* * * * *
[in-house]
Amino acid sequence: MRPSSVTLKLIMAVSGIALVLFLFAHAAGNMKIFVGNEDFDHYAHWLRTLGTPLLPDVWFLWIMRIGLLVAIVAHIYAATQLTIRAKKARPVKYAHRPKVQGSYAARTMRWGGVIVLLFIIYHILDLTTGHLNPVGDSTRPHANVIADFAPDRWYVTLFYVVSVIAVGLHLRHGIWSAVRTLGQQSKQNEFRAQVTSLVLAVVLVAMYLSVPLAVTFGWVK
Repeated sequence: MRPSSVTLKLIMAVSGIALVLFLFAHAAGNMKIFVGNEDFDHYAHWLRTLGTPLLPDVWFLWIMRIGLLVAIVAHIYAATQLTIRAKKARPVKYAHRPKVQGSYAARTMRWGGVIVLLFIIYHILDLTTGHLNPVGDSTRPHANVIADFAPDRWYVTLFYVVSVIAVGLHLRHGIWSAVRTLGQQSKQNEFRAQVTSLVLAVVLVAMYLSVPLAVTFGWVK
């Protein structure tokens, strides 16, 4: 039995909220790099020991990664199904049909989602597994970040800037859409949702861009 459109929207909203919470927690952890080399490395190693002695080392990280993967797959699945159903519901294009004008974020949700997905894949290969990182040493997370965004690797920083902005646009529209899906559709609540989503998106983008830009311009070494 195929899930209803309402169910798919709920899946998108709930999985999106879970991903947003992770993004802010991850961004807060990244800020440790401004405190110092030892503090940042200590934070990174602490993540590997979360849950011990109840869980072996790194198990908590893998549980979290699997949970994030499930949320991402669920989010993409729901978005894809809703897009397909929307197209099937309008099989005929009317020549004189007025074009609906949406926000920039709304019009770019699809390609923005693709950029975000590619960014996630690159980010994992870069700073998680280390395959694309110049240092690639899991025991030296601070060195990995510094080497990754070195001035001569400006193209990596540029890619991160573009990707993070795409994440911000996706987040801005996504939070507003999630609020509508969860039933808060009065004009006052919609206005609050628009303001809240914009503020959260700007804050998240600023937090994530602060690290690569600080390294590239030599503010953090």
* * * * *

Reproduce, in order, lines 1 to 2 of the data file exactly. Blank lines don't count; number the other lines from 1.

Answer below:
[in-house]
Amino acid sequence: MRPSSVTLKLIMAVSGIALVLFLFAHAAGNMKIFVGNEDFDHYAHWLRTLGTPLLPDVWFLWIMRIGLLVAIVAHIYAATQLTIRAKKARPVKYAHRPKVQGSYAARTMRWGGVIVLLFIIYHILDLTTGHLNPVGDSTRPHANVIADFAPDRWYVTLFYVVSVIAVGLHLRHGIWSAVRTLGQQSKQNEFRAQVTSLVLAVVLVAMYLSVPLAVTFGWVK